“A schism is fueled by people who, little by little, latch themselves on to the notorious doings of the opposition.” – Yves Congar, O.P.
One of the potential pitfalls of striving to be holy is the temptation to schism. This hazard is not unique to Christianity – Islam, for instance, is famously fractious. And according to the Vinaya Piṭaka, the first schism within Buddhism came during the very lifetime of Siddhartha. But perhaps the most instructive extra-Christian example of the spirit of schism comes to us from Judaism. I am speaking of the Pharisees.
I have been called a Pharisee on more than one occasion. Perhaps in part because of this, I have a soft spot for the sect. We know that in popular discourse, “Pharisaism” is the name for religion given to rigidity and prejudice. But this is more caricature than portrait – the Pharisees’ portrayal in the New Testament is more rounded and human. One must remember, for instance, that according to the Book of Acts, quite a number of Pharisees accepted our Lord as the Messiah of Israel and became Christian (cf. Acts 15:5). And even after his conversion, St. Paul was not ashamed to identify himself as a member of the sect (Acts 23:6, Phil 3:5).
The root of the word “Pharisee” is the Hebrew פּרשׁ (prš), meaning “to separate.” So one might argue schism is inherent in the very title. But there are two senses in which the word might be understood. The first sense is to take it as indicating that the Pharisee is “separate” from the Sadducee, the Hellenist, the Herodian, and above all the ʽam haʼaretz – “people of the land,” whom the Pharisees considered so lax in their observance of the Law as to be Jewish in name only. To define oneself negatively like this – as being unlike and separate from those in other groups – is the quintessence of the spirit of schism. We see this first sense of “separate” in Luke’s Gospel in the Parable of the Pharisee and the Publican: “God, I thank thee that I am not like other men, extortioners, unjust, adulterers, or even like this tax collector” (Luke 18:11).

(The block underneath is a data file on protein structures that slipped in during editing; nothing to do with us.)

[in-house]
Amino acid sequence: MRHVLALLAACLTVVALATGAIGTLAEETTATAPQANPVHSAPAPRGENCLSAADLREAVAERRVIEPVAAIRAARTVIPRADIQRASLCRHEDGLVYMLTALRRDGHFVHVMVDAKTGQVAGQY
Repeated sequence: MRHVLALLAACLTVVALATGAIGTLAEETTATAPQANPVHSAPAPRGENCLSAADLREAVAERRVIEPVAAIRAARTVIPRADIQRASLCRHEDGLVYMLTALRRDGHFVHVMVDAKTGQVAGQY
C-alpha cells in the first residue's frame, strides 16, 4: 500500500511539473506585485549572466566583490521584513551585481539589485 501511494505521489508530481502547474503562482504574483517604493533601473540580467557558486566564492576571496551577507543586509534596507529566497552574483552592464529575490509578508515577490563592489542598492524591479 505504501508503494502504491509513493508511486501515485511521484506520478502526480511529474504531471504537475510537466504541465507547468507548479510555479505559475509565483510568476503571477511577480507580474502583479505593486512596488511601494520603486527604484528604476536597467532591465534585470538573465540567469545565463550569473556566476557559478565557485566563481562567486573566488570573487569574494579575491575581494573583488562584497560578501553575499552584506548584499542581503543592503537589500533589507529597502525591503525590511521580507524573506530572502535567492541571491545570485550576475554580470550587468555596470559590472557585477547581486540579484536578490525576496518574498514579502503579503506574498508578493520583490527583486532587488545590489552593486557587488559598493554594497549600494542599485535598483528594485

But there is a second sense of the word “separate”; for separation is at the core of what it means to be holy.1 “Come out from among them and be separate, says the Lord, and touch nothing unclean; then I will welcome you,” writes St. Paul (2 Cor 6:17, quoting Isa 52:11). To be holy is to be separate from this world and given to God. At their best, the Pharisees strove to live out this second sense of “separate.” It must be remarked that in our Lord’s parable, the Pharisee is not blamed because he fasts and he tithes (Luke 18:12) – we are supposed to do that! Christ loved the rich young ruler for keeping the commandments (Mark 10:21)! Rather, the Pharisee leaves the Temple in his sins for exalting himself when he should have recognized his piety as a gift from God and rendered thanks accordingly.
Our Lord commands his disciples to imitate the Pharisees in their embrace of this second sense of separation, their pursuit of holiness. In fact, he calls us to surpass them: “Unless your righteousness exceeds that of the scribes and Pharisees, you will never enter the kingdom of heaven” (Matt 5:20). We should have a zeal for God as they did, only according to the knowledge of his Son (cf. Rom 10:5). But what does it look like to strive for holiness without succumbing to the temptation to schism – to that first sense of “separate” which, if we are mastered by it, will cause us also to reject the Savior of the world?